The new two-tiered exchange system offers the 2.6/dollar rate for goods deemed essential including food, medicine and industrial machinery. Other products, including cars and telephones, will be imported at the higher 4.3 rate.
Last month, BMO Capital Markets cut ratings on Colgate-Palmolive Co (CL.N), Avon Products Inc (AVP.N) and Kimberly-Clark Corp (KMB.N) to "market perform" saying a possible devaluation in Venezuela could hurt the U.S. consumer goods makers' profits.
Economist Pavel Gomez of the IESA economic school said the new system will increase opportunities for graft in a country that already is corruption-ridden.
"Multiple exchange schemes are incentives for corruption, more so if they are applied in the Venezuela way," he said. "Those who have good contacts can buy at 2.6 and sell at 4.3."
Chavez, whose popularity usually rises in correlation with public spending, also said on Friday that the Central Bank had transferred $7 billion of foreign reserves to a development fund used to finance investment projects.
(Additional reporting by Hugh Bronstein in Bogota, editing by Vicki Allen)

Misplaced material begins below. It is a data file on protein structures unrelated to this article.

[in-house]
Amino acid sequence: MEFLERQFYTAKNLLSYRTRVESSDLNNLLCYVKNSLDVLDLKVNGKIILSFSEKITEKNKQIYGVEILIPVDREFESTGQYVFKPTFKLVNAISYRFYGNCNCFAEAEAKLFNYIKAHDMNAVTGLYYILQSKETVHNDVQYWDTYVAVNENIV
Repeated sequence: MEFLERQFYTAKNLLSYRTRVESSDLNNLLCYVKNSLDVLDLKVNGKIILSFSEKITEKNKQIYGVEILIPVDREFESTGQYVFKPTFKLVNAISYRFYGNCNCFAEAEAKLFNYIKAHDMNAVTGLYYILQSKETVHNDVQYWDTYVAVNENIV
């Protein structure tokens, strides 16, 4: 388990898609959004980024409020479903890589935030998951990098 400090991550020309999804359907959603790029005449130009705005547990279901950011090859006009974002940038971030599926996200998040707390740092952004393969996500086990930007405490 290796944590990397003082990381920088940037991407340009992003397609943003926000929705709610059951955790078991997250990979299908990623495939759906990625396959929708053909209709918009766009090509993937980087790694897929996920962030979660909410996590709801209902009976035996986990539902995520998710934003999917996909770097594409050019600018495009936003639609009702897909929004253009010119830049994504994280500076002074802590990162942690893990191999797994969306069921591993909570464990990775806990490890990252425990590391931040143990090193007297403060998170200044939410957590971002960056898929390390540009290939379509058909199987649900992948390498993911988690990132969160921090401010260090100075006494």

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34 radio stations forced off air in VenezuelaBy Fabiola Sanchez (AP) – Aug 3, 2009
http://www.google.com/hostednews/ap/article/ALeqM5iCcAJIcCkFxq318tiWULvz7P5-nwD99RN4CG1
CARACAS, Venezuela — Radio hosts hung their heads as their FM station was forced off the airwaves along with 33 other broadcasters targeted by President Hugo Chavez's government in what critics say is a campaign to muzzle his foes.
For the first time in decades, CNB 102.3 FM fell silent over the weekend after Venezuela's telecommunications regulators revoked some of the 34 stations' licenses and refused to renew others.
But CNB challenged the government action within hours by starting to transmit programming over the Internet. Sportscaster Juan Carlos Rutilo told his online listeners: "Today freedom of expression is being restricted. ... Today you have one less option."